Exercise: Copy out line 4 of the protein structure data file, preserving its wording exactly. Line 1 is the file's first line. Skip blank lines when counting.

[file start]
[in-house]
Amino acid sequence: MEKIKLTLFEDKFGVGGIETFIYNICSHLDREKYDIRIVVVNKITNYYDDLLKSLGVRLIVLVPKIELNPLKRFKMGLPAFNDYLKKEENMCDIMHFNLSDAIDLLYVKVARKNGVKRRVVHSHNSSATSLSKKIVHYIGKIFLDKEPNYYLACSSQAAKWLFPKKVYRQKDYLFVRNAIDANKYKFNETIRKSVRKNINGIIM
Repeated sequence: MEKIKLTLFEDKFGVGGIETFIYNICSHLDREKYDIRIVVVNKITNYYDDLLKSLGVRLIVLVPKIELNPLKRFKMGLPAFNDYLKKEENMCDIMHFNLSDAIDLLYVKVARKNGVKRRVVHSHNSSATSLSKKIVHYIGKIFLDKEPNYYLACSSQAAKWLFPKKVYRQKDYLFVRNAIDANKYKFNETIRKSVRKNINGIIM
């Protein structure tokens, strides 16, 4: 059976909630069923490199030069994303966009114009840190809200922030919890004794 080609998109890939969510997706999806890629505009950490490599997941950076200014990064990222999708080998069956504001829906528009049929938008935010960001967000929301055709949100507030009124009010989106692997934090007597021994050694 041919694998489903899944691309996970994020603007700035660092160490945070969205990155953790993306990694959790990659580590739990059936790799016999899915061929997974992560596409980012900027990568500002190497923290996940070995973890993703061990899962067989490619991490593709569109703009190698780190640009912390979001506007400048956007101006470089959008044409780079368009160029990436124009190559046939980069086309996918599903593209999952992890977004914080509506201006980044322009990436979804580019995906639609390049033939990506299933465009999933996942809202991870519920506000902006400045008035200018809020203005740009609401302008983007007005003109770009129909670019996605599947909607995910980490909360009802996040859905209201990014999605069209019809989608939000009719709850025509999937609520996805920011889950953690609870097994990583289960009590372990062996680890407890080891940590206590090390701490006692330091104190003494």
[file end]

């Protein structure tokens, strides 16, 4: 059976909630069923490199030069994303966009114009840190809200922030919890004794 080609998109890939969510997706999806890629505009950490490599997941950076200014990064990222999708080998069956504001829906528009049929938008935010960001967000929301055709949100507030009124009010989106692997934090007597021994050694 041919694998489903899944691309996970994020603007700035660092160490945070969205990155953790993306990694959790990659580590739990059936790799016999899915061929997974992560596409980012900027990568500002190497923290996940070995973890993703061990899962067989490619991490593709569109703009190698780190640009912390979001506007400048956007101006470089959008044409780079368009160029990436124009190559046939980069086309996918599903593209999952992890977004914080509506201006980044322009990436979804580019995906639609390049033939990506299933465009999933996942809202991870519920506000902006400045008035200018809020203005740009609401302008983007007005003109770009129909670019996605599947909607995910980490909360009802996040859905209201990014999605069209019809989608939000009719709850025509999937609520996805920011889950953690609870097994990583289960009590372990062996680890407890080891940590206590090390701490006692330091104190003494």